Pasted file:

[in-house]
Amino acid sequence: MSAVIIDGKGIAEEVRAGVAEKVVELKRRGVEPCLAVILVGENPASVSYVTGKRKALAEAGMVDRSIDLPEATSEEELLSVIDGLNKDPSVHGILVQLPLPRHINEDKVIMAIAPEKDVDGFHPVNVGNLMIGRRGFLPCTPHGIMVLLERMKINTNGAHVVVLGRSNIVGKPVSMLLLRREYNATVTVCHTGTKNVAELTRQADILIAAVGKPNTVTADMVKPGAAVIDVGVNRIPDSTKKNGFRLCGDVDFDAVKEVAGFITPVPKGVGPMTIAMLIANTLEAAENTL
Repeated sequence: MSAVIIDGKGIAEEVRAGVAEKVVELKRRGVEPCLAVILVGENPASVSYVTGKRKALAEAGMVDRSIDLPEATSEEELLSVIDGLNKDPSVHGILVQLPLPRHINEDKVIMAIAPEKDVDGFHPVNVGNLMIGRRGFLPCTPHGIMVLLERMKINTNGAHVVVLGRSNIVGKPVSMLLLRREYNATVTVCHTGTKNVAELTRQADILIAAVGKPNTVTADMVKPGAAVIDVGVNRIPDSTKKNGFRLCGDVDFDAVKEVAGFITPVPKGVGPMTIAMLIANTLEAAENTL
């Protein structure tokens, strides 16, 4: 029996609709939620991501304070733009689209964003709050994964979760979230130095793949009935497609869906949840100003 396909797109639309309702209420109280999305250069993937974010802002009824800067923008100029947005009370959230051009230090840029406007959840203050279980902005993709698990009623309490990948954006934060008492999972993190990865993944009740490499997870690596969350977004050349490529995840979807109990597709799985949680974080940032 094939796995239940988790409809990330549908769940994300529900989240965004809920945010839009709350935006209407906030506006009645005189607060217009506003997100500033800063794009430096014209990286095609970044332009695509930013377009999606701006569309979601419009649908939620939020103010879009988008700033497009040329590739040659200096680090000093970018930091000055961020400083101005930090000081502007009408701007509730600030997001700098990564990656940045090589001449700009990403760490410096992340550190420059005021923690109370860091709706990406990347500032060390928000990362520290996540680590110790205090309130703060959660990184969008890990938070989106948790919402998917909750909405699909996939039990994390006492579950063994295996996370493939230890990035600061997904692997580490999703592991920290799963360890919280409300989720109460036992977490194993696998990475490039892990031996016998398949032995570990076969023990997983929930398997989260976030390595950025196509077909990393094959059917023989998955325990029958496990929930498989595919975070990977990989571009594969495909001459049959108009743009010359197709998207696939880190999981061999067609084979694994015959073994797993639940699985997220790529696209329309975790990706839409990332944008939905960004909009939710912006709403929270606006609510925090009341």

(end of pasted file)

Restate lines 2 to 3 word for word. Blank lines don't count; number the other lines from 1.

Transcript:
Amino acid sequence: MSAVIIDGKGIAEEVRAGVAEKVVELKRRGVEPCLAVILVGENPASVSYVTGKRKALAEAGMVDRSIDLPEATSEEELLSVIDGLNKDPSVHGILVQLPLPRHINEDKVIMAIAPEKDVDGFHPVNVGNLMIGRRGFLPCTPHGIMVLLERMKINTNGAHVVVLGRSNIVGKPVSMLLLRREYNATVTVCHTGTKNVAELTRQADILIAAVGKPNTVTADMVKPGAAVIDVGVNRIPDSTKKNGFRLCGDVDFDAVKEVAGFITPVPKGVGPMTIAMLIANTLEAAENTL
Repeated sequence: MSAVIIDGKGIAEEVRAGVAEKVVELKRRGVEPCLAVILVGENPASVSYVTGKRKALAEAGMVDRSIDLPEATSEEELLSVIDGLNKDPSVHGILVQLPLPRHINEDKVIMAIAPEKDVDGFHPVNVGNLMIGRRGFLPCTPHGIMVLLERMKINTNGAHVVVLGRSNIVGKPVSMLLLRREYNATVTVCHTGTKNVAELTRQADILIAAVGKPNTVTADMVKPGAAVIDVGVNRIPDSTKKNGFRLCGDVDFDAVKEVAGFITPVPKGVGPMTIAMLIANTLEAAENTL